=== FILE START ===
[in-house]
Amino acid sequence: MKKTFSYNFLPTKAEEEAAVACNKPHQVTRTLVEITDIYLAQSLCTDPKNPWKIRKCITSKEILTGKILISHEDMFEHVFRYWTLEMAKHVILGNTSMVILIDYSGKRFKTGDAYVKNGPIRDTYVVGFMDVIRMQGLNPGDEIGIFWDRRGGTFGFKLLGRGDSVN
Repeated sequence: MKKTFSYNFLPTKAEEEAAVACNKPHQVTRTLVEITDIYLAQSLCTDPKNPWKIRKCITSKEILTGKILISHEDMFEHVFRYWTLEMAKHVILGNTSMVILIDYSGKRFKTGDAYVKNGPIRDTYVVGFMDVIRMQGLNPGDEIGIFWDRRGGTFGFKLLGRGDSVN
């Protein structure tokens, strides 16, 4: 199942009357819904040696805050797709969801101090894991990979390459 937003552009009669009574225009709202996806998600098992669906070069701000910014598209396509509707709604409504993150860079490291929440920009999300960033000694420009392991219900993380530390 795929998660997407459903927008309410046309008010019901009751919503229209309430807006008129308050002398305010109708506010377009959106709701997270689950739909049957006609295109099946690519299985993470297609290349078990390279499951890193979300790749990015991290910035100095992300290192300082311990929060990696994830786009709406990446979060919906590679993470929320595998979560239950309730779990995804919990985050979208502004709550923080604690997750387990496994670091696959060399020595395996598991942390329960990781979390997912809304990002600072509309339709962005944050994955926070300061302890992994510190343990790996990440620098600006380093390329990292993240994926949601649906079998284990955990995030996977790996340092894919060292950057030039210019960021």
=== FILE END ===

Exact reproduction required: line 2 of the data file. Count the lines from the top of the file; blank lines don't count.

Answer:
Amino acid sequence: MKKTFSYNFLPTKAEEEAAVACNKPHQVTRTLVEITDIYLAQSLCTDPKNPWKIRKCITSKEILTGKILISHEDMFEHVFRYWTLEMAKHVILGNTSMVILIDYSGKRFKTGDAYVKNGPIRDTYVVGFMDVIRMQGLNPGDEIGIFWDRRGGTFGFKLLGRGDSVN